Dynaudio Contour 1.3 Mk.II loudspeaker Dynaudio's Contour 1.3 Special Edition

Sidebar 4: Dynaudio's Contour 1.3 Special Edition, from Vol.22 No.12, December 1999

If you're looking to put together an all-Scandinavian system, you might want to pair the Electrocompaniet ECI 3 with the new Dynaudio Contour 1.3 Special Edition.

Dynaudio builds the drivers used in some of the world's best speakers. Speaker drivers seem to be a Danish specialty—ScanSpeak and Vifa, too, are located in Denmark. Anyone can become a speaker "manufacturer" by buying drivers and stuffing them in a box. But to build your own speakers from scratch, as it were—that's another story.

That cabinetry is another Danish specialty is readily apparent in the astonishingly beautiful bird's-eye maple enclosure of the Contour 1.3 Special Edition. This is not some cheap'n'cheerful minimonitor banged out by machines on an assembly line.

Note the appellation "Special Edition." The Contour 1.3 Mk.II was introduced in 1998 for $2399/pair. Dynaudio's engineers asked themselves, What if we built a Contour 1.3 and could choose materials and design without regard to tight cost constraints? That's the difference with a "special edition"—it's not built to meet a particular price point. It's built first, then priced.

I didn't have a regular Contour 1.3 to compare, but Dynaudio says that all the two speakers share is the same cabinet size. The drivers are different—higher quality—and the rest of the parts are said to be of higher quality, too.

Such luxury does not come cheap. The Contour 1.3 SE will set you back $3499/pair. Figure another $500 or so for good-quality stands and you're looking at $4000/pair. I placed the speakers on sturdy 24" Osiris stands, which seemed perfect.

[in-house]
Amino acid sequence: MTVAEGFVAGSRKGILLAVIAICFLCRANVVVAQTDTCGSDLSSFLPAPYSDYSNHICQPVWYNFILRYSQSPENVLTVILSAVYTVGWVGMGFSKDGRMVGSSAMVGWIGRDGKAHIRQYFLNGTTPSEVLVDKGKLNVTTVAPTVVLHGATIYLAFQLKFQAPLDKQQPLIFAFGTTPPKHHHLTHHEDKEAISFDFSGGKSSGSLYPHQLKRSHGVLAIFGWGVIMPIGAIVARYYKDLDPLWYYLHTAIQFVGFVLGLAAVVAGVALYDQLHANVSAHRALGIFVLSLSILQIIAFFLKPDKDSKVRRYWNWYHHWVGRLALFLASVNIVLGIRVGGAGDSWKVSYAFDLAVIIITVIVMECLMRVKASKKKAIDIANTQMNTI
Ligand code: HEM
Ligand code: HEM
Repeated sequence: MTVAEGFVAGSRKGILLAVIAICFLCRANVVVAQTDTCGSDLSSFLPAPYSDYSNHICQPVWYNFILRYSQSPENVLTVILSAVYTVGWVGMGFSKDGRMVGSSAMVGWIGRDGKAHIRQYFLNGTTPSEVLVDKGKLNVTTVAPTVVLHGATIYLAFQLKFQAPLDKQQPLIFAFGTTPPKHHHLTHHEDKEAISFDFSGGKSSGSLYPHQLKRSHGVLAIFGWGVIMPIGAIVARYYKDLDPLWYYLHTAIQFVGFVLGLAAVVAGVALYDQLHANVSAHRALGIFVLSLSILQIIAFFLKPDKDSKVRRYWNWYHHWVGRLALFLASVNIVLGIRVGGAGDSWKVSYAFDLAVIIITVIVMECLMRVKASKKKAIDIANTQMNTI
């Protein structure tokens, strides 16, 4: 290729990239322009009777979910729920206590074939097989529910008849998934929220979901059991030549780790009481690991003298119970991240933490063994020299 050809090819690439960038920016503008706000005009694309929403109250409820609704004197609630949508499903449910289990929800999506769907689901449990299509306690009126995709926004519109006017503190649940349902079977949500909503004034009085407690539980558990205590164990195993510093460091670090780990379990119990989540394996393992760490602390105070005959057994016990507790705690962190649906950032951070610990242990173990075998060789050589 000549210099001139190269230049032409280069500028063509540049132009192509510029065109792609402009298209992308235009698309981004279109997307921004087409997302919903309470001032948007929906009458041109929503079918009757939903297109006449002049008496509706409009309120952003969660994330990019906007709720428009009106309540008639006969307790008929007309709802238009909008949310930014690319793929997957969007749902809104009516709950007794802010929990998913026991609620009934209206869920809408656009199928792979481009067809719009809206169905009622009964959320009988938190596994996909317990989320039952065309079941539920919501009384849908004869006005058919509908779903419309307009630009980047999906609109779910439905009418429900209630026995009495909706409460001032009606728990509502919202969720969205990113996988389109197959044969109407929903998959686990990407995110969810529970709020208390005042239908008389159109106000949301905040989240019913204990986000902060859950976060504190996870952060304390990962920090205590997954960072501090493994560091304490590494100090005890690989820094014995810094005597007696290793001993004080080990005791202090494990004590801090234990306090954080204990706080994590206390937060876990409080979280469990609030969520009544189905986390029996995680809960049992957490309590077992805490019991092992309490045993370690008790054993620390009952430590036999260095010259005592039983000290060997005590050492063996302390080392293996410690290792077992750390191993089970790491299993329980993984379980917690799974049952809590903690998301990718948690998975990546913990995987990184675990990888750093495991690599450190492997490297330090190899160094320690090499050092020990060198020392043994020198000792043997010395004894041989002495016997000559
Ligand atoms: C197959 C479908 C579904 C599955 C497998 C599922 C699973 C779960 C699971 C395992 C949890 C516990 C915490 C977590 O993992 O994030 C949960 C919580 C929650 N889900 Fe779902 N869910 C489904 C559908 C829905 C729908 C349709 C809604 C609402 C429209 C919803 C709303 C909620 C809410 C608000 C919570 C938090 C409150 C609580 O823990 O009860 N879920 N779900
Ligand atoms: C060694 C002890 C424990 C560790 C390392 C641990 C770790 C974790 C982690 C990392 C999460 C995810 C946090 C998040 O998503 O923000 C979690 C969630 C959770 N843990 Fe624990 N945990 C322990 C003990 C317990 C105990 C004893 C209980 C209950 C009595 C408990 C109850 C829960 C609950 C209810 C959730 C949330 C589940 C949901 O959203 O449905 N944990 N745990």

This is a two-way design. I generally like two-ways, often more so than three-ways from the same manufacturer. As the legendary Henry Kloss once told me, it's much easier to get a two-way right, which is why he was so big on two-ways at AR, KLH, and Advent. Each speaker weighs just over 22 lbs. Solidly built!

Sensitivity is given as 85dB/2.83V/1m, with a nominal impedance of 6 ohms.

I would not suggest pairing these speakers with tiny single-ended triodes—not with that low 85dB sensitivity. Yes, I tried it. As expected, the speakers died—just didn't come to life. Be wary of small tube amps and small integrateds with little current drive.

Dynaudio recommends placing the Contours about 4½' out into the room. I had to stop at 4' in my living room, but the sound was still excellent. Foam plugs are provided to stuff in the ports to damp the bass and let you place the speakers closer to a wall, or even on a bookshelf (which I don't recommend).

Of course, you lose imaging when you place any speaker closer to the wall. What's more, I wasn't so keen on the sound with the ports plugged: it took too much away from the speaker's excellently tuned bass response.

The tweeter is a 1" soft-dome unit with a 4mm die-cast aluminum front. The woofer is a 6½" polypropylene-cone unit inside a die-cast basket. This driver features an extra-long 3" voice-coil said to deliver very linear movement, ensuring fast, precise bass response. It fits inside its own cabinet—a box within the speaker box—and is mounted to overlap the side walls of the front cabinet, increasing the rigidity of the baffle.